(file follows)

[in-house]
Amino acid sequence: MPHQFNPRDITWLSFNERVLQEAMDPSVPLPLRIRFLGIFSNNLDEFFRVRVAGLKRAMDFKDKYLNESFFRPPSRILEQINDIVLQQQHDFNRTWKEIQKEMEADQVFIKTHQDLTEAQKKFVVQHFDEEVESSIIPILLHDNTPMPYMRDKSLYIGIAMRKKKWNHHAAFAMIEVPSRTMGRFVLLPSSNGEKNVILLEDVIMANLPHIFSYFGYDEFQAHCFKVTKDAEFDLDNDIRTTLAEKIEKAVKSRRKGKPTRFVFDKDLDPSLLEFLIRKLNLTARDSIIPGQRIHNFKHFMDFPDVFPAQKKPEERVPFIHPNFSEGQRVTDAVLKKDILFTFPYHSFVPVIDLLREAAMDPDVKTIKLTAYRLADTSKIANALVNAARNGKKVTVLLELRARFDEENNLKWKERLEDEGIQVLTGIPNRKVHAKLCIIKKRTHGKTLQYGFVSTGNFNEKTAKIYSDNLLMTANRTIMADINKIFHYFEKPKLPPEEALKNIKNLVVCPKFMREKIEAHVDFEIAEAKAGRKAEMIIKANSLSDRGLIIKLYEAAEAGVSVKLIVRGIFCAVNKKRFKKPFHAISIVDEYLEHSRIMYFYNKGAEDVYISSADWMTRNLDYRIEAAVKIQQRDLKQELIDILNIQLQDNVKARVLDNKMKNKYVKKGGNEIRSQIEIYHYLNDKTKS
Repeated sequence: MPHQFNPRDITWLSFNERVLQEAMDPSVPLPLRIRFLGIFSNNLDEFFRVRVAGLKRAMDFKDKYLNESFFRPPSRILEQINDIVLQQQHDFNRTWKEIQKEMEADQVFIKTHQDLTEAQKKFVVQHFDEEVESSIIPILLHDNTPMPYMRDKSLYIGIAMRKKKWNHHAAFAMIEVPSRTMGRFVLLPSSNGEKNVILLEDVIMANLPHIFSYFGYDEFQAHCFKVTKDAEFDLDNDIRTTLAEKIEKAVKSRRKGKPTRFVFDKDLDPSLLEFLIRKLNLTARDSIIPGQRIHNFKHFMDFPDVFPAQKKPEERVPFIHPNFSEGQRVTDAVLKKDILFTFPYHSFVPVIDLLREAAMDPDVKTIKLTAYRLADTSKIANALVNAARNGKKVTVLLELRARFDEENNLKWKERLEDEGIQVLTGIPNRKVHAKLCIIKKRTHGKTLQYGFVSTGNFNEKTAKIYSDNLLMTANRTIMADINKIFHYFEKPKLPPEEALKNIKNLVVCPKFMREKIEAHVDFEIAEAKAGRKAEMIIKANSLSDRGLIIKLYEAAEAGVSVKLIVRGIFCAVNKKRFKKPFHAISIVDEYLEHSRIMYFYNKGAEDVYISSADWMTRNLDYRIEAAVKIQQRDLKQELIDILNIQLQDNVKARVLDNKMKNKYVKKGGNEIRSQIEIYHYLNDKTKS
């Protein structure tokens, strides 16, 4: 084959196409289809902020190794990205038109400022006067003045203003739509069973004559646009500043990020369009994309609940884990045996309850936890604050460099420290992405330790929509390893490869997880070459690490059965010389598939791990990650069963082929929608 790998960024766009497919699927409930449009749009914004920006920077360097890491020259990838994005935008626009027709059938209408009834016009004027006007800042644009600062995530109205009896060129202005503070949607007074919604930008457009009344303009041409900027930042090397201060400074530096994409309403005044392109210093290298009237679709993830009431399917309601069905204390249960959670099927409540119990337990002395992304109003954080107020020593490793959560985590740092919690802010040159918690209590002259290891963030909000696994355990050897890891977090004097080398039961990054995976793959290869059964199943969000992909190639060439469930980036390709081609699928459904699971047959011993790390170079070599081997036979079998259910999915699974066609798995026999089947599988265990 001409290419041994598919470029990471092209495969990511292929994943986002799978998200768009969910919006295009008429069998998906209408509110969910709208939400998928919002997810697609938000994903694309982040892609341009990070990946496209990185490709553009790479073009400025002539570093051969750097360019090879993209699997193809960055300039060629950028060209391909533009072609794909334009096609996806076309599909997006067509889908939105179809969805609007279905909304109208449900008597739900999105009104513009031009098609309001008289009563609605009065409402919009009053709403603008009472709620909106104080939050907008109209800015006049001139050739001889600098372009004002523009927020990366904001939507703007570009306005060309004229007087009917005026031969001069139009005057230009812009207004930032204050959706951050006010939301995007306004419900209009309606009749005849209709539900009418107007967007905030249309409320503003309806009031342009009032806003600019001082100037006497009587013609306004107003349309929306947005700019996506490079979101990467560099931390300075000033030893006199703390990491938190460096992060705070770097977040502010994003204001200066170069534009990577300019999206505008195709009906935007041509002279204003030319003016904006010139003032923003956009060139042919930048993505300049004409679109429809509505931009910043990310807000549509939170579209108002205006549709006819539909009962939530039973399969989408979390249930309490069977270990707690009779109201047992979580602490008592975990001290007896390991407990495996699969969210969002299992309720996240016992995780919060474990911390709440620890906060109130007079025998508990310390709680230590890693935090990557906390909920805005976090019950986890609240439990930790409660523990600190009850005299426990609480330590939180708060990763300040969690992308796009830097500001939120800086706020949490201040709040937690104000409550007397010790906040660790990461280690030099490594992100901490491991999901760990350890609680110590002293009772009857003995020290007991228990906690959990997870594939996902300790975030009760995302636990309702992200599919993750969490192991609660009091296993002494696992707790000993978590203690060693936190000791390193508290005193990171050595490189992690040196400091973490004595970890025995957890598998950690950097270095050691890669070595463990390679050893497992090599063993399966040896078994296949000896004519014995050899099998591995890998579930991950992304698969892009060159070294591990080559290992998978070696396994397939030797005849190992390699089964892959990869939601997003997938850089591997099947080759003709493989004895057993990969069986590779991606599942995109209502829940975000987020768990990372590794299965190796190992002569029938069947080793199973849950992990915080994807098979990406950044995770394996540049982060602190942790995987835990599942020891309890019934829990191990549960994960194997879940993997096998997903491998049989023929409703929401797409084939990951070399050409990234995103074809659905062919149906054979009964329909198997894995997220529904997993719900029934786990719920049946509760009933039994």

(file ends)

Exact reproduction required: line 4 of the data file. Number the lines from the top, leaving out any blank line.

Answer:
């Protein structure tokens, strides 16, 4: 084959196409289809902020190794990205038109400022006067003045203003739509069973004559646009500043990020369009994309609940884990045996309850936890604050460099420290992405330790929509390893490869997880070459690490059965010389598939791990990650069963082929929608 790998960024766009497919699927409930449009749009914004920006920077360097890491020259990838994005935008626009027709059938209408009834016009004027006007800042644009600062995530109205009896060129202005503070949607007074919604930008457009009344303009041409900027930042090397201060400074530096994409309403005044392109210093290298009237679709993830009431399917309601069905204390249960959670099927409540119990337990002395992304109003954080107020020593490793959560985590740092919690802010040159918690209590002259290891963030909000696994355990050897890891977090004097080398039961990054995976793959290869059964199943969000992909190639060439469930980036390709081609699928459904699971047959011993790390170079070599081997036979079998259910999915699974066609798995026999089947599988265990 001409290419041994598919470029990471092209495969990511292929994943986002799978998200768009969910919006295009008429069998998906209408509110969910709208939400998928919002997810697609938000994903694309982040892609341009990070990946496209990185490709553009790479073009400025002539570093051969750097360019090879993209699997193809960055300039060629950028060209391909533009072609794909334009096609996806076309599909997006067509889908939105179809969805609007279905909304109208449900008597739900999105009104513009031009098609309001008289009563609605009065409402919009009053709403603008009472709620909106104080939050907008109209800015006049001139050739001889600098372009004002523009927020990366904001939507703007570009306005060309004229007087009917005026031969001069139009005057230009812009207004930032204050959706951050006010939301995007306004419900209009309606009749005849209709539900009418107007967007905030249309409320503003309806009031342009009032806003600019001082100037006497009587013609306004107003349309929306947005700019996506490079979101990467560099931390300075000033030893006199703390990491938190460096992060705070770097977040502010994003204001200066170069534009990577300019999206505008195709009906935007041509002279204003030319003016904006010139003032923003956009060139042919930048993505300049004409679109429809509505931009910043990310807000549509939170579209108002205006549709006819539909009962939530039973399969989408979390249930309490069977270990707690009779109201047992979580602490008592975990001290007896390991407990495996699969969210969002299992309720996240016992995780919060474990911390709440620890906060109130007079025998508990310390709680230590890693935090990557906390909920805005976090019950986890609240439990930790409660523990600190009850005299426990609480330590939180708060990763300040969690992308796009830097500001939120800086706020949490201040709040937690104000409550007397010790906040660790990461280690030099490594992100901490491991999901760990350890609680110590002293009772009857003995020290007991228990906690959990997870594939996902300790975030009760995302636990309702992200599919993750969490192991609660009091296993002494696992707790000993978590203690060693936190000791390193508290005193990171050595490189992690040196400091973490004595970890025995957890598998950690950097270095050691890669070595463990390679050893497992090599063993399966040896078994296949000896004519014995050899099998591995890998579930991950992304698969892009060159070294591990080559290992998978070696396994397939030797005849190992390699089964892959990869939601997003997938850089591997099947080759003709493989004895057993990969069986590779991606599942995109209502829940975000987020768990990372590794299965190796190992002569029938069947080793199973849950992990915080994807098979990406950044995770394996540049982060602190942790995987835990599942020891309890019934829990191990549960994960194997879940993997096998997903491998049989023929409703929401797409084939990951070399050409990234995103074809659905062919149906054979009964329909198997894995997220529904997993719900029934786990719920049946509760009933039994």